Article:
Kormac “I use Evernote about 10 times a day. It’s a really handy way of quickly writing or recording ideas that spring to mind, organised into various notebooks. I’ve one for song ideas, one for visual ideas, and so on. I also use Rhythm Necklace for coming up with rhythms on planes. It’s handy, as you can export Midi pretty easily.” Kormac (djkormac.com) plays Forbidden Fruit, in Kilmainham, Dublin, on June 4th

Julie Chance Evvol “I use one sometimes to warm up my vocals called Sing Sharp. One thing I do use over and over again is the Notes function that comes with the iPhone. I use that all the time for lyrics and ideas. We always use the recording function that comes with the phone if we are out and about and come up with a melody or hear a sound we want to use.” evvolmusic.com; Evvol’s new EP, Physical L.U.V, is out on !K7 Records on May 13th

Ross Dowling OchoBPM Lite is a free version of an app that allows you to tap along with a song and it will display the tempo. I could see myself using a controller app for recording automation for software synths, so I could record multiple movements at the same time. I’ve tried a few, but they weren’t responsive enough. That was a few years ago, so maybe there’s better ones out there now.” ochomusic.ie; Ocho’s new single, Vines, is on Feel Good Lost

Daithí “I’ve been using Animoog as a full synth for a while. It sounds incredible, better than most full digital synths I’ve come across. It’s fun and easy to make unique sounds with the weird TV screen-line thing. iMaschine is the best drum-sequencer app out there. It has great sounds, is easy to use, and is really fun for putting ideas down quickly. It also has a sampler, so you can loop your voice and mix it into your beats.

Figure is a great app for people who don’t usually make music but want something to mess around with. I’ve seen SertOne’s daughter make some incredible stuff with this app: kids go nuts with it. Cleartune is probably my most used app, and also the simplest, a dedicated tuner that can tune my fiddle before shows.” daithi.bandcamp.com; Daithí’s EP Tribes is out now

Toby Kaar “I don’t use any apps to make music, but I have this generative sound app on my phone called Sleep Machine. It’s supposed to create an ambient environment for you to fall asleep to. You can layer up tracks of white noise, rain, trains, crickets, that kind of thing. I use it now and again if I can’t sleep on a bus – though it’s a bit messed up to listen to the sound of a train while on a bus.” @tobykaar; Toby Kaar’s EP Gumbrielle is on Music Is for Losers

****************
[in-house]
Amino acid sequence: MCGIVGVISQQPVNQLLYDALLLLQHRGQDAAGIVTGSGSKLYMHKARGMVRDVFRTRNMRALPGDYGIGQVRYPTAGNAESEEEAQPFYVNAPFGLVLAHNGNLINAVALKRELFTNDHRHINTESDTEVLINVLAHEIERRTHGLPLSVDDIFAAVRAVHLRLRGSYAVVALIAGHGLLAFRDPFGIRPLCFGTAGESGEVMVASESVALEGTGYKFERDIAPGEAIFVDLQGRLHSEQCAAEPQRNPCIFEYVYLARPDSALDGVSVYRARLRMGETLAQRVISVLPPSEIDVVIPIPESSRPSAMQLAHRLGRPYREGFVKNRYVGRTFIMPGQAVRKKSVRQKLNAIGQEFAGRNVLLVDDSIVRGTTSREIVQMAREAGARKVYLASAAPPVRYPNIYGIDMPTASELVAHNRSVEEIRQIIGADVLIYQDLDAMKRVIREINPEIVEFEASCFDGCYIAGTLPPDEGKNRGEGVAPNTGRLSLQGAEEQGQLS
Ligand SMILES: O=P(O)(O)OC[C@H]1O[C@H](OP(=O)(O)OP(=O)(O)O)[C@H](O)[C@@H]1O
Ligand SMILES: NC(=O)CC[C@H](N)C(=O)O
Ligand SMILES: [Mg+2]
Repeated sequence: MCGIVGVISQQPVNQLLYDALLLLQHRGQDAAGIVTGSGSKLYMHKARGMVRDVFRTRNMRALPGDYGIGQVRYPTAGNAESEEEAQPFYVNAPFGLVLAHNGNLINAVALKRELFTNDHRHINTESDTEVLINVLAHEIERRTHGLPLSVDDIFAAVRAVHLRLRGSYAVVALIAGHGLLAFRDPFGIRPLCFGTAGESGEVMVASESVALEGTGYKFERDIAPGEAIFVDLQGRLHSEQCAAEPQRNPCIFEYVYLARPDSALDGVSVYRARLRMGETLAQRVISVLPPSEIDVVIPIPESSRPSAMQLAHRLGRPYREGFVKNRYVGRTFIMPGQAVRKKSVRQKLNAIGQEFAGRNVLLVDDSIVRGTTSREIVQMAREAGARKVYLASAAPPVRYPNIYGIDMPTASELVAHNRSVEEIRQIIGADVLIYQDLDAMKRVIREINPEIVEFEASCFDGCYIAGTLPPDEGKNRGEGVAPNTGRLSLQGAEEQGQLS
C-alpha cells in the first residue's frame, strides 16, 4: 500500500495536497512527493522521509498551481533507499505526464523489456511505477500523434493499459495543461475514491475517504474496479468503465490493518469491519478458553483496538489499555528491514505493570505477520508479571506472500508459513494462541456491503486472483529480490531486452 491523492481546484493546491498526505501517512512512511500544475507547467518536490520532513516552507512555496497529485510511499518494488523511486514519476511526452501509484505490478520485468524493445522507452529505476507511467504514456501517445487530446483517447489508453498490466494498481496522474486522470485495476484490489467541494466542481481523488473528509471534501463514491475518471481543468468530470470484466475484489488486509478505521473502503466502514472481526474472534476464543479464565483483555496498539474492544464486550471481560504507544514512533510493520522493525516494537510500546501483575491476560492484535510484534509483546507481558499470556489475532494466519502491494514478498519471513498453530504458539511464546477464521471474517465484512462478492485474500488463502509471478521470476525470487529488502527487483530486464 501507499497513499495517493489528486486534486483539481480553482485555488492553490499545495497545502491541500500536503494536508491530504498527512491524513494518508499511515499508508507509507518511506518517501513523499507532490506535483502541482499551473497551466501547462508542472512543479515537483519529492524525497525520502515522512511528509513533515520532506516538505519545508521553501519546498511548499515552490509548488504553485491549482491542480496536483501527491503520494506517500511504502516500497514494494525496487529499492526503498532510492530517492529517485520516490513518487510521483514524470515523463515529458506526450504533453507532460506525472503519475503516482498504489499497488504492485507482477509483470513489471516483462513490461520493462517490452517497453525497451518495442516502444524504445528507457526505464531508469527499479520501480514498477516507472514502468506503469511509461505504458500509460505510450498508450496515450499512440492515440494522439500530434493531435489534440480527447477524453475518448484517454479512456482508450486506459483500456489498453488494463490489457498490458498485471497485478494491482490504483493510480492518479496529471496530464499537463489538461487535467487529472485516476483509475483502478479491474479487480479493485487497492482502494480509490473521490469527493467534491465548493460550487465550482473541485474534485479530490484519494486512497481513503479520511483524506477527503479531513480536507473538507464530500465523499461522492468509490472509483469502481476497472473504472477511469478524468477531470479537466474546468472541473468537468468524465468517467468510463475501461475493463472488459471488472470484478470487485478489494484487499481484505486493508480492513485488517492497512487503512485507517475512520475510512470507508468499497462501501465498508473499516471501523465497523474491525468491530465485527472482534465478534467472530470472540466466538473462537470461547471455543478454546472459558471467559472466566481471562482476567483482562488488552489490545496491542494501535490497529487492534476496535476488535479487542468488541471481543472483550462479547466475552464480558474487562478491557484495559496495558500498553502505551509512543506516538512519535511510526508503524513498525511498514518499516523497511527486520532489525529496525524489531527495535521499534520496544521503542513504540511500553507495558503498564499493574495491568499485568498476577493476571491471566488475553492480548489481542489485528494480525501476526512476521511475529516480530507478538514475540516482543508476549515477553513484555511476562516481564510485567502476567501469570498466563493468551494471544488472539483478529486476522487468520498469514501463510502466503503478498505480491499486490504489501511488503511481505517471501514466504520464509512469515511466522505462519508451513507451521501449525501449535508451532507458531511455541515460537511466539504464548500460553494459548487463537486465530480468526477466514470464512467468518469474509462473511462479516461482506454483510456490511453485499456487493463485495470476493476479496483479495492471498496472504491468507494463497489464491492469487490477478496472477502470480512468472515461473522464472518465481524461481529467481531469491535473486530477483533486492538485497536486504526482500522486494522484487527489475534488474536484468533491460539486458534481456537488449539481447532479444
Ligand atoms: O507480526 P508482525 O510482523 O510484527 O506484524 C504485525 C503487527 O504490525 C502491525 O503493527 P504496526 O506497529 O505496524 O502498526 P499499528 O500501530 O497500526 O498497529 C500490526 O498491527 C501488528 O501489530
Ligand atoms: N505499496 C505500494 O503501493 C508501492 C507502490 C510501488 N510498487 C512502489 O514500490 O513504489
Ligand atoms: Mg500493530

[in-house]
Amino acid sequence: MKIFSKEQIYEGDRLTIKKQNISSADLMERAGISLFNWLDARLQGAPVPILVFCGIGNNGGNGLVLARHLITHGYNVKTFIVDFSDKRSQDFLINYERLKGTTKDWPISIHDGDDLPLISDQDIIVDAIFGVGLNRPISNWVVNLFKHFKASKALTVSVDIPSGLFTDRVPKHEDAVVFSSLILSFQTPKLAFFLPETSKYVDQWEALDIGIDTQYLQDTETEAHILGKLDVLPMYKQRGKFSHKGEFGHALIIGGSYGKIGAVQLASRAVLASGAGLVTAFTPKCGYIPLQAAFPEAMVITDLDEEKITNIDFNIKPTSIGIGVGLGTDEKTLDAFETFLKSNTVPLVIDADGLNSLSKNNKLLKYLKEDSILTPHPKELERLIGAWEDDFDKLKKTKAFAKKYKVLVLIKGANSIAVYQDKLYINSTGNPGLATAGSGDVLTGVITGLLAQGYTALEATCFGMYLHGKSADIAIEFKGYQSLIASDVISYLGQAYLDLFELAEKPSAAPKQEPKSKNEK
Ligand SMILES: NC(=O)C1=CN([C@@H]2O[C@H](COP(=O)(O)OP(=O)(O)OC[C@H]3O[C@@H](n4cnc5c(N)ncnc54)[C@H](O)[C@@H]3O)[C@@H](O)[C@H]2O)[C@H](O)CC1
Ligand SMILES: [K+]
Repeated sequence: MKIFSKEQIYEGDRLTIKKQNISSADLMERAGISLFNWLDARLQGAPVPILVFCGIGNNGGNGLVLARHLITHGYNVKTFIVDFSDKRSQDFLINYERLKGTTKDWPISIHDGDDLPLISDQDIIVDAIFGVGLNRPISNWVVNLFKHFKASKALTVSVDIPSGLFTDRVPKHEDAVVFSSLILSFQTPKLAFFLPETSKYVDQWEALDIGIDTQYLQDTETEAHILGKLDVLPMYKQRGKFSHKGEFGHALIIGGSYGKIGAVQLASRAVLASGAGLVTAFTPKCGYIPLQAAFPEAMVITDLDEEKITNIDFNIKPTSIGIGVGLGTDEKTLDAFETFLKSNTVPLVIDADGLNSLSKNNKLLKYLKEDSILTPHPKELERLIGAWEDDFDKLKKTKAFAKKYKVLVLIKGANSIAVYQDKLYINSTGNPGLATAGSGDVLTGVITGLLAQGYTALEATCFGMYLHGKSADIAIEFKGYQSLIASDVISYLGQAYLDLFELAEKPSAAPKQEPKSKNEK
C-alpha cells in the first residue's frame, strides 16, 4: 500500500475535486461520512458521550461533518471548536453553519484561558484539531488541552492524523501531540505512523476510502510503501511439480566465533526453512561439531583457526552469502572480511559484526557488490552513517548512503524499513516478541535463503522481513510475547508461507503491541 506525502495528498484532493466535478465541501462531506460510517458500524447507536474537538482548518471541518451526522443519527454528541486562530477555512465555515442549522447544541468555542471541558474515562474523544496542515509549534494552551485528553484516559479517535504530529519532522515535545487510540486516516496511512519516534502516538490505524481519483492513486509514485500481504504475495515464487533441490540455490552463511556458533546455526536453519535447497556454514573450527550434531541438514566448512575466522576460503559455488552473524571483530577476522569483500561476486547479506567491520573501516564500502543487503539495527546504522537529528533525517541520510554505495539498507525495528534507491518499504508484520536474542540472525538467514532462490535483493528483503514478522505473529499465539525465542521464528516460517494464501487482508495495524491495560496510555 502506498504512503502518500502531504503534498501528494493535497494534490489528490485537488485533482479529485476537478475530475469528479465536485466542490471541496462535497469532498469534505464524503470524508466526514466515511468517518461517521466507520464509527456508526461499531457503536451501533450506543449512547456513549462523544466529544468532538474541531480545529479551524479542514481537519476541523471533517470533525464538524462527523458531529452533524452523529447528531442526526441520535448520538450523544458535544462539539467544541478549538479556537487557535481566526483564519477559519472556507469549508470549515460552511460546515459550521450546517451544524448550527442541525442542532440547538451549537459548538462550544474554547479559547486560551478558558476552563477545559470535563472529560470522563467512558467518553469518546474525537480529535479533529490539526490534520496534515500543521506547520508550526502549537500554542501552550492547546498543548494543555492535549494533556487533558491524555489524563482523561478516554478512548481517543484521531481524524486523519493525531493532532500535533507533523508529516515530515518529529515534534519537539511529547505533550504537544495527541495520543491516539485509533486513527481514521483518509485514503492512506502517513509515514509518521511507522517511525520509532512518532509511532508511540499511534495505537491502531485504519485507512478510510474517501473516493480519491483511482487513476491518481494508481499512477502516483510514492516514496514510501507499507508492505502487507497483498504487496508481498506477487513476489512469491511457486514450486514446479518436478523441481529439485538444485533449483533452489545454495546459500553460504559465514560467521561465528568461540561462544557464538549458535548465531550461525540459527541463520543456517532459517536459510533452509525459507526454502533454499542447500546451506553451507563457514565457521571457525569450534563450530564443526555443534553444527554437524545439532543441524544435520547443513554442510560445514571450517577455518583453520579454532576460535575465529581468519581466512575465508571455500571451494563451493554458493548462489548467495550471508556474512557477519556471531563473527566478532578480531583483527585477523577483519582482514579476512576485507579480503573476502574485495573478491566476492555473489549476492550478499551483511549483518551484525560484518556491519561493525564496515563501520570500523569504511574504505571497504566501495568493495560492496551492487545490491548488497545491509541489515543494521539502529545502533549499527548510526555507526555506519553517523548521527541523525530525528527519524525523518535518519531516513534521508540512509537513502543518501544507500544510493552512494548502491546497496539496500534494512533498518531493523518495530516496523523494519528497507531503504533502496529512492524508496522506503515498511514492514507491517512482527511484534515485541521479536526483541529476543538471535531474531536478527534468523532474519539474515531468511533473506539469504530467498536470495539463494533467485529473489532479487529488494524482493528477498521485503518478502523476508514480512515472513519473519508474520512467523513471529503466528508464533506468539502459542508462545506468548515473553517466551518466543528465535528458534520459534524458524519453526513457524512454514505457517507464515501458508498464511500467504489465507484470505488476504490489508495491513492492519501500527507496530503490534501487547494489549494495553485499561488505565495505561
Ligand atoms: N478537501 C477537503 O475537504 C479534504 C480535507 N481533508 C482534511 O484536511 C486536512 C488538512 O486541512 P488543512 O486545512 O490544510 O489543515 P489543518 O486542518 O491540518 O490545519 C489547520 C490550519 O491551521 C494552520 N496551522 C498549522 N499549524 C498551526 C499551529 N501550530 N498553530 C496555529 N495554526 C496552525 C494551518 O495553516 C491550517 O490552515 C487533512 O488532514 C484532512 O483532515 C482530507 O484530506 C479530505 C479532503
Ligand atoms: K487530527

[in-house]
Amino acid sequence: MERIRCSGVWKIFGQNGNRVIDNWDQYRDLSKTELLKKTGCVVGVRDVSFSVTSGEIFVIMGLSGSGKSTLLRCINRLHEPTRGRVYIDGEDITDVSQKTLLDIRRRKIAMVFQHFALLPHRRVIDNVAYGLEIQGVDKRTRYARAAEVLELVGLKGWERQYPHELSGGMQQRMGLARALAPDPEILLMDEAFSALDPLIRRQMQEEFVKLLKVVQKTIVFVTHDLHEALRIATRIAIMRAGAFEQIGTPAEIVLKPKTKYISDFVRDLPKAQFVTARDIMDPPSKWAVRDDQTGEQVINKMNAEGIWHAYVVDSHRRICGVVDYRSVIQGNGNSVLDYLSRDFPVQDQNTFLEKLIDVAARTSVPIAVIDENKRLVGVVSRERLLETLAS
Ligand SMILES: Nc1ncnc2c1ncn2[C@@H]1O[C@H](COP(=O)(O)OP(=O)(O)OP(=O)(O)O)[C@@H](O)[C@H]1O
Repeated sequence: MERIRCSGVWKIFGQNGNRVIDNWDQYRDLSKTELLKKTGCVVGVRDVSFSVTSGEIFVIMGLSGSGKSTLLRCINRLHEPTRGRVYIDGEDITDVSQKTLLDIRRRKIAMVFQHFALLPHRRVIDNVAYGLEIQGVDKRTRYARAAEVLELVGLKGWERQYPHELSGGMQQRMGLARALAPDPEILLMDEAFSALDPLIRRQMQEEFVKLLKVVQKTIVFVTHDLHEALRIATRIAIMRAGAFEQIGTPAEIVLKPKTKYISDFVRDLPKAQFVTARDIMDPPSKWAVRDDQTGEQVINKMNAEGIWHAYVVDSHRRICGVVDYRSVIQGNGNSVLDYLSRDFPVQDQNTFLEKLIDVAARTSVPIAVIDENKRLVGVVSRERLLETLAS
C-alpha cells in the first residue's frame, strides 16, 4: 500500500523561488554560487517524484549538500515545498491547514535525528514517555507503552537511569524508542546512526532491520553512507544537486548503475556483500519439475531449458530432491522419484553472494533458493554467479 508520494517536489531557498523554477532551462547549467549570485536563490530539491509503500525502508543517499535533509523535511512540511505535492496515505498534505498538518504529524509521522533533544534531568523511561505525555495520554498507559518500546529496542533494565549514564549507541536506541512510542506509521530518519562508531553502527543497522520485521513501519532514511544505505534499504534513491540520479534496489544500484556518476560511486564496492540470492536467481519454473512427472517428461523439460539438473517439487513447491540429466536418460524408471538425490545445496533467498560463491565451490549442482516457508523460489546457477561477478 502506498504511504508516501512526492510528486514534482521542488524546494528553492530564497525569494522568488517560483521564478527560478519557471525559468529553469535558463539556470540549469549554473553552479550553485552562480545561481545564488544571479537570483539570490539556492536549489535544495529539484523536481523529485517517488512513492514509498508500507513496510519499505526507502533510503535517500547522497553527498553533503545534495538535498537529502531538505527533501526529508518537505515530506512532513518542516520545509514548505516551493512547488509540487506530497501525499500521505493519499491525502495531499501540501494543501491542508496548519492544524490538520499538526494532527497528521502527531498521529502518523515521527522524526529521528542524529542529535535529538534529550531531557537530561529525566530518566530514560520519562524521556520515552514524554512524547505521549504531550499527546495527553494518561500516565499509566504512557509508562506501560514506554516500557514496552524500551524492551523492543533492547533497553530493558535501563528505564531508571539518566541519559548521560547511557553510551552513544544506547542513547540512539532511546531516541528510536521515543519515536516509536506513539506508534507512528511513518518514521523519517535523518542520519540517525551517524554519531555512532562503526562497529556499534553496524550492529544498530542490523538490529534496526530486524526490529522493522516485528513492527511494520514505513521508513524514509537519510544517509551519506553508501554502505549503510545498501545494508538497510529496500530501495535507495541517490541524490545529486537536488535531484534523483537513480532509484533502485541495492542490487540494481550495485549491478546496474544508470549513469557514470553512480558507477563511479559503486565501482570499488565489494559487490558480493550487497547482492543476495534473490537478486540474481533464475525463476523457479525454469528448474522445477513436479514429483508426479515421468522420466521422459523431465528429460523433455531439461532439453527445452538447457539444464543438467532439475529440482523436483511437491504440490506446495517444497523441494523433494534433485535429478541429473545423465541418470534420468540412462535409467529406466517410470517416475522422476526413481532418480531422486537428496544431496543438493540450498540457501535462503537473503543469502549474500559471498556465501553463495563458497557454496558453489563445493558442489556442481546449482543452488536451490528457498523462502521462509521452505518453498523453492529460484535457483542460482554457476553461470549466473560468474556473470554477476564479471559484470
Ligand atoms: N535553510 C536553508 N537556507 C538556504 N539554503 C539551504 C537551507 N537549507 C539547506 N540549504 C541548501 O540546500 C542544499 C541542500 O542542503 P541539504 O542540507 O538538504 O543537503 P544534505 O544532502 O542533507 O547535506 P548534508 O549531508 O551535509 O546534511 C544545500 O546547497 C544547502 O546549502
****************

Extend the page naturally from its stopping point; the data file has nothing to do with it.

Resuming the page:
Ellen King aka ELLLL “There aren’t any apps in particular I use for writing music other then the standard Voice Memos app that comes with the iPhone. It can be pretty handy for recording interesting sounds or making field recordings on the fly. I would also use it when improvising on piano; if I feel like I’m on to something I can just hit record rather then interrupting what I’m doing and trying to write it down.

“I’m reluctant to pursue other apps due to the small screen size of my ageing iPhone 5s. I’d find it really frustrating. It might be a different story if I was a tablet user, though.

Brian Eno has developed some cool apps: Scape, Trope and Bloom, which are really accessible and fun, even for nonmusicians. Just by touching the screen, colours generate to produce textural sounds that you can build to produce soothing ambient landscapes. No musical knowledge is required. They are really fun to play around with” soundcloud.com/ellll; Gash Collective, King’s new collective of women electronic musicians, DJs and producers, is at gashcoll.com

Ian Ring Young Wonder “I have a small few music apps on my phone, including iMaschine, Synth Station and iKaossilator, but the most valuable app that contributes to making music for me that I use most is the simple Voice Memos app.

“A really cool app I used to use was Quiztones, which is aimed more at engineers. It deducts and adds different frequencies, and you have to guess what they are. It’s good ear training – and pretty fun if you’re a geek, like me.” youngwonder.me; Young Wonder’s debut album, Birth, is on Feel Good Lost